Survey research on political efficacy is longstanding. In a number of countries efficacy has been measured using batteries of negatively worded "agree-disagree" statements. In this paper, we investigate the measurement properties of the Canadian variant of this traditional battery and compare its performance with an alternative, positively worded, battery. The research is based on data gathered by a random half-sample experiment administered in the 2004 Political Support in Canada national panel survey. Analyses of these data provide no evidence that negatively framing the statements designed to tap political efficacy is problematic. Rather, it appears that students of political efficacy would have been worse off if they had spent the past several decades conducting analyses employing positively worded variants of the traditional statements. Perhaps most important, scholars have not been misled by acquiescence bias depressing efficacious responses to the traditional battery. These experimental results indicate that widespread political inefficacy in contemporary democracies is a fact, not an artifact.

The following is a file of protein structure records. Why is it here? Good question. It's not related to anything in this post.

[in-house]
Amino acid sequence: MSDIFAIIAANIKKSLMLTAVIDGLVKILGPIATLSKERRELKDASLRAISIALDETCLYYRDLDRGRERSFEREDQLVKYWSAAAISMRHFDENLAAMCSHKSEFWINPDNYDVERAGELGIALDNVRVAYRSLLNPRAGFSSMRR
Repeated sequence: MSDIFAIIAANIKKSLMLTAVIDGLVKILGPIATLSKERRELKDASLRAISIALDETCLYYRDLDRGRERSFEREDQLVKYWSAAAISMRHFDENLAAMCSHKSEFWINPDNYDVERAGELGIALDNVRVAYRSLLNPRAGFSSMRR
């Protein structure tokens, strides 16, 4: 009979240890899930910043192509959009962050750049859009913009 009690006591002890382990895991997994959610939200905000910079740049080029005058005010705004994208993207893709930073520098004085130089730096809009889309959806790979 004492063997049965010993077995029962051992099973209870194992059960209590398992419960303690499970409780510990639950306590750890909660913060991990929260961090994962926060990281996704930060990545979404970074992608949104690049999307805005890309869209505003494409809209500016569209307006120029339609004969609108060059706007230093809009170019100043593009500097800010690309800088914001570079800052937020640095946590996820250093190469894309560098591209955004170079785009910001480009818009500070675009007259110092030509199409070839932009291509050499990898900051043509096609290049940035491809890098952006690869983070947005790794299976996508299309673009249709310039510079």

- confirmatory factor analysis
- national panel survey
- political efficacy
Clarke, H. D., Kornberg, A., & Scotto, T. J. (2010). Accentuating the negative? a political efficacy question-wording- experiment. Methadology, 6(3), 107-117. https://doi.org/10.1027/1614-2241/a000012